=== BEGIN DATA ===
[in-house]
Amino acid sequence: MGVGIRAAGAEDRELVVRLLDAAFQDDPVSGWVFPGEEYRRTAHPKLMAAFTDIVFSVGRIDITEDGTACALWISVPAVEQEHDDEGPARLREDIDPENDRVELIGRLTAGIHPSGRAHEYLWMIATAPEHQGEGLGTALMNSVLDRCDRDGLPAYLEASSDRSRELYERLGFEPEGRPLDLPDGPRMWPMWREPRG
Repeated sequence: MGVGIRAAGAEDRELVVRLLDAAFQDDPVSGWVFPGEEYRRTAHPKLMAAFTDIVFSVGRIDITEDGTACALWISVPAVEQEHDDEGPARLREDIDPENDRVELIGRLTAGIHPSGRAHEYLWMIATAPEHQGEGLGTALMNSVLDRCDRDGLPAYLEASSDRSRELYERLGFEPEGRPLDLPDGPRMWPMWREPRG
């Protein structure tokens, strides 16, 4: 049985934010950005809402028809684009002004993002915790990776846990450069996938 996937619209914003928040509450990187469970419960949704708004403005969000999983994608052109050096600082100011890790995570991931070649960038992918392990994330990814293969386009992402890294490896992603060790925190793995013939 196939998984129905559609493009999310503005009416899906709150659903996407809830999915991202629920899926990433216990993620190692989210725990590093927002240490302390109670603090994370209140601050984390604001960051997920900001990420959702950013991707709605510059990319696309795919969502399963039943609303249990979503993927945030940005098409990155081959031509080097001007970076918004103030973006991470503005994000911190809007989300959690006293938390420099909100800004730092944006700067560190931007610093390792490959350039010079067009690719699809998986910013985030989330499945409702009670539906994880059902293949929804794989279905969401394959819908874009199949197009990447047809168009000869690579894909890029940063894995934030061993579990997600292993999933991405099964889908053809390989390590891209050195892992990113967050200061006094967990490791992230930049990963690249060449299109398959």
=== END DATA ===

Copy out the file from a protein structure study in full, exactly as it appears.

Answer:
[in-house]
Amino acid sequence: MGVGIRAAGAEDRELVVRLLDAAFQDDPVSGWVFPGEEYRRTAHPKLMAAFTDIVFSVGRIDITEDGTACALWISVPAVEQEHDDEGPARLREDIDPENDRVELIGRLTAGIHPSGRAHEYLWMIATAPEHQGEGLGTALMNSVLDRCDRDGLPAYLEASSDRSRELYERLGFEPEGRPLDLPDGPRMWPMWREPRG
Repeated sequence: MGVGIRAAGAEDRELVVRLLDAAFQDDPVSGWVFPGEEYRRTAHPKLMAAFTDIVFSVGRIDITEDGTACALWISVPAVEQEHDDEGPARLREDIDPENDRVELIGRLTAGIHPSGRAHEYLWMIATAPEHQGEGLGTALMNSVLDRCDRDGLPAYLEASSDRSRELYERLGFEPEGRPLDLPDGPRMWPMWREPRG
């Protein structure tokens, strides 16, 4: 049985934010950005809402028809684009002004993002915790990776846990450069996938 996937619209914003928040509450990187469970419960949704708004403005969000999983994608052109050096600082100011890790995570991931070649960038992918392990994330990814293969386009992402890294490896992603060790925190793995013939 196939998984129905559609493009999310503005009416899906709150659903996407809830999915991202629920899926990433216990993620190692989210725990590093927002240490302390109670603090994370209140601050984390604001960051997920900001990420959702950013991707709605510059990319696309795919969502399963039943609303249990979503993927945030940005098409990155081959031509080097001007970076918004103030973006991470503005994000911190809007989300959690006293938390420099909100800004730092944006700067560190931007610093390792490959350039010079067009690719699809998986910013985030989330499945409702009670539906994880059902293949929804794989279905969401394959819908874009199949197009990447047809168009000869690579894909890029940063894995934030061993579990997600292993999933991405099964889908053809390989390590891209050195892992990113967050200061006094967990490791992230930049990963690249060449299109398959």